When you have a friend, it’s very easy for you to get attached to them and vice versa. Sometimes, the bonds are so strong that it’s hard for your friend to let go, even though you’ve done everything short of overtly telling them that—chick, it’s over.

Ignoring won’t work with most, because when you ignore someone, they try harder and harder to get your attention. Being polite won’t affect the more obtuse ones because courtesy doesn’t faze them. Fading away probably failed because she still wouldn’t want to let go—and probably doesn’t even know the friendship is over. A blow-up might not have worked because she probably rationalised you as overly emotional and then decided to ‘forgive’ you, ignoring whatever the issue was and trying to send you on a guilt trip instead.

I’m always an advocate of the direct approach. Tell her that you need to take a step back from the friendship. Tell her that it’s not working out with you anymore. Tell her it’s over—you don’t want to see her/talk to her/have anything to do with her ever again. Having a direct face to face conversation is hard to do, especially when it’s someone that you’ve been friends with for a long time, but it’s the proper thing to do.

Before you do this however, you have to make sure that you are ready to sever the bonds totally. If you are still unsure about it, or think you might change your mind, then be sure to let this be known.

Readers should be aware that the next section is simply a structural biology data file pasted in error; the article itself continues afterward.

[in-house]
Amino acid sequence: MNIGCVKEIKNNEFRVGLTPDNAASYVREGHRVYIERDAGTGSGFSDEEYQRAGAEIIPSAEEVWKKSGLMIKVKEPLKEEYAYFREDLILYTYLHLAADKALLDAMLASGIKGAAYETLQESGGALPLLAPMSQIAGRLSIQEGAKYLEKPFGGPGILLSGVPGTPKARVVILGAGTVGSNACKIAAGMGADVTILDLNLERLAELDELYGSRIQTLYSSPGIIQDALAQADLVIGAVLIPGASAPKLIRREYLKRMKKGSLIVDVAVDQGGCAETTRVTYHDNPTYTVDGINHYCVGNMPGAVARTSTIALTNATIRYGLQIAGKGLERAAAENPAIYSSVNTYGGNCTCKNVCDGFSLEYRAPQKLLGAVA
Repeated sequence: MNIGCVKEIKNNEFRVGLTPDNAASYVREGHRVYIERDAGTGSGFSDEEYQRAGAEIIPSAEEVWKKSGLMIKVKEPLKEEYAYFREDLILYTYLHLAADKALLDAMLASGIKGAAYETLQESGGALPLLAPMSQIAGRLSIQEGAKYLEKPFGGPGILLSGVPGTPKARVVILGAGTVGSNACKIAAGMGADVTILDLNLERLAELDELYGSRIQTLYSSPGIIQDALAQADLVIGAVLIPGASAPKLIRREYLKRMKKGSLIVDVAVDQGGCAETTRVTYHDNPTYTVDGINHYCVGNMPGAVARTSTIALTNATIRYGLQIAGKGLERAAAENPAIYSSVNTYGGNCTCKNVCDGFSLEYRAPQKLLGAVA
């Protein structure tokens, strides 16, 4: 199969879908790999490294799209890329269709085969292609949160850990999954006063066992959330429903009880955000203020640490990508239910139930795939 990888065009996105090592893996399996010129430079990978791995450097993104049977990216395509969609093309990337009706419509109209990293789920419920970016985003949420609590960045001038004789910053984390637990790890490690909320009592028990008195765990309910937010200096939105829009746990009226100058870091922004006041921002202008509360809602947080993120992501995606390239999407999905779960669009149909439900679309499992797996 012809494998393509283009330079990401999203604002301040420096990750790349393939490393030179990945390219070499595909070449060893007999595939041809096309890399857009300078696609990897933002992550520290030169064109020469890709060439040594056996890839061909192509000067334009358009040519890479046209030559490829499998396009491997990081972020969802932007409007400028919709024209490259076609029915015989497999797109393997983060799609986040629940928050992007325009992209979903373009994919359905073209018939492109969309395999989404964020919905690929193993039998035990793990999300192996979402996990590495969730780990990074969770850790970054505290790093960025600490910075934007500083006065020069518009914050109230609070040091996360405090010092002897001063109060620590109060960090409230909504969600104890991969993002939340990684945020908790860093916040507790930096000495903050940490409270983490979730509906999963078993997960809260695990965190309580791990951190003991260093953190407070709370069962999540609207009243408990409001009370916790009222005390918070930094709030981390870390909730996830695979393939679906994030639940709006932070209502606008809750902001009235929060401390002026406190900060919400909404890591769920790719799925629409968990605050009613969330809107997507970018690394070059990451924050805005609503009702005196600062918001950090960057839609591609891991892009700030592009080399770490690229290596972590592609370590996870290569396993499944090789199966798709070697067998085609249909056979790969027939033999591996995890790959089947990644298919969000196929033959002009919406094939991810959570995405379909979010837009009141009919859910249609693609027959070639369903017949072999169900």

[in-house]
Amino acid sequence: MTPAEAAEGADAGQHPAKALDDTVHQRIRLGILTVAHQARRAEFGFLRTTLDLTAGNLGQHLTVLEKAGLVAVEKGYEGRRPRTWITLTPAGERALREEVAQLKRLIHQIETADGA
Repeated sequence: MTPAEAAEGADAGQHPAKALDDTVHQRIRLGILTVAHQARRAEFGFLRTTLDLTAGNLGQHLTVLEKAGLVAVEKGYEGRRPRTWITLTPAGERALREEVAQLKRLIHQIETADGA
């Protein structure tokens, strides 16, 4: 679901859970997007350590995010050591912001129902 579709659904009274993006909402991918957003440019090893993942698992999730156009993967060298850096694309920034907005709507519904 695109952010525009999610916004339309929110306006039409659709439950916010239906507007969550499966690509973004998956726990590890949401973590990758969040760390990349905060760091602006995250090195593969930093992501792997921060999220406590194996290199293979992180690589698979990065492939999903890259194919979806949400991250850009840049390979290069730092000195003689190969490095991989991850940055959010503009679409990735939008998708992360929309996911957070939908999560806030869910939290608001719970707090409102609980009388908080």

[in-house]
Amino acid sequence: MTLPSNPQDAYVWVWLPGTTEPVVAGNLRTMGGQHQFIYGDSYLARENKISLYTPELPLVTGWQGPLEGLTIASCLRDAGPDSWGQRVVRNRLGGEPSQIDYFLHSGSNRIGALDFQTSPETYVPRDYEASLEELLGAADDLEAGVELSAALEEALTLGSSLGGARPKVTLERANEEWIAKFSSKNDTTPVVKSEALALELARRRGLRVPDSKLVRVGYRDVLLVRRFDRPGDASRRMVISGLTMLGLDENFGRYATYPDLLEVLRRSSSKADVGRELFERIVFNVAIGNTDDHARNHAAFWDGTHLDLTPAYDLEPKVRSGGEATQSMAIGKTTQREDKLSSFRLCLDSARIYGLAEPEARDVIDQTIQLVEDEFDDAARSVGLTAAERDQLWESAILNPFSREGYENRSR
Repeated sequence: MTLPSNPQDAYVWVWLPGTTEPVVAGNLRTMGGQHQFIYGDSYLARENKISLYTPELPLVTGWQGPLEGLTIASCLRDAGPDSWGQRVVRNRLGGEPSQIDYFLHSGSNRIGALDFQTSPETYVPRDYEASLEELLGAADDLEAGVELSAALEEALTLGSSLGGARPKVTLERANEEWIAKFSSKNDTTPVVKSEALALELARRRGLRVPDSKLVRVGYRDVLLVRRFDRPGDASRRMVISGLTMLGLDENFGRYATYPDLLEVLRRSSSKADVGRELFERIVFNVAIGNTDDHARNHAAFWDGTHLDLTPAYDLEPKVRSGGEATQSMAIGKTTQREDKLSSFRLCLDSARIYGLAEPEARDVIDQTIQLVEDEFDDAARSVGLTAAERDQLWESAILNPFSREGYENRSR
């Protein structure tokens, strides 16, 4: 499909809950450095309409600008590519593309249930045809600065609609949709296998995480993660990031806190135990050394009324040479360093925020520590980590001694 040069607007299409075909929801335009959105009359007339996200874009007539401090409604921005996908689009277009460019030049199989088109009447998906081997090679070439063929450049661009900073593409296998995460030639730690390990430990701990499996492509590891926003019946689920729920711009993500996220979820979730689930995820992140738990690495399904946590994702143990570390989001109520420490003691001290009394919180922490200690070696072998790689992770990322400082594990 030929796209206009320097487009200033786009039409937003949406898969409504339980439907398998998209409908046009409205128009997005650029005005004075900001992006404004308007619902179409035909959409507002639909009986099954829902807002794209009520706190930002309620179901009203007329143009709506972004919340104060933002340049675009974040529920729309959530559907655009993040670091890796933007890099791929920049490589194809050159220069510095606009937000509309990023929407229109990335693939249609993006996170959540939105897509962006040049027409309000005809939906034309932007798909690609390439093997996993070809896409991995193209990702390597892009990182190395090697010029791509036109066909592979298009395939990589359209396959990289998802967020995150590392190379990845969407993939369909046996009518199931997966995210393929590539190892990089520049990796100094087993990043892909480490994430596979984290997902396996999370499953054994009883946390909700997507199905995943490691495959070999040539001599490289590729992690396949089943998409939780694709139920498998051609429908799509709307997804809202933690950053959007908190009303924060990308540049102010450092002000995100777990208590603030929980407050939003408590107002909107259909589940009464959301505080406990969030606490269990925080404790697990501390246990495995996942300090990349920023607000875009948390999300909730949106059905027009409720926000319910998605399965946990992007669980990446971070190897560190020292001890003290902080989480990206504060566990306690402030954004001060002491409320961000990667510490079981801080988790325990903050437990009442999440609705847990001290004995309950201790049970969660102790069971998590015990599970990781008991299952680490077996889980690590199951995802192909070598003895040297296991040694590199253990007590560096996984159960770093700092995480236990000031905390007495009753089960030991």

I was dumped by a friend once a few years ago. It was rough, especially since I didn’t think our friendship was toxic, but apparently she thought it was to her. I didn’t realise until after we stopped talking how inequitable the friendship was. Two years later, she calls me back to apologise and try to renew our friendship. However, the trust had already been broken and there was no way that I could go back and be friends with her. Not even casual friends, I had considered it an end of a chapter and moved on.

So if you are 100% sure that you are totally done with her, then yes, by all means, tell her. Be firm but polite, stating your reasons in a non-accusatory manner. She’s going to be hurt, pissed off and really mad at you, but that anger will help her to leave you alone. Perhaps even having this talk with her will shake her up and make her realise how much she has been taking your friendship for granted. Who knows….it might actually be a turning point for her.

Either way….what have you got to lose by telling her outright?

This was contributed by Vixen of The Bad Girls Guide (no longer available online).



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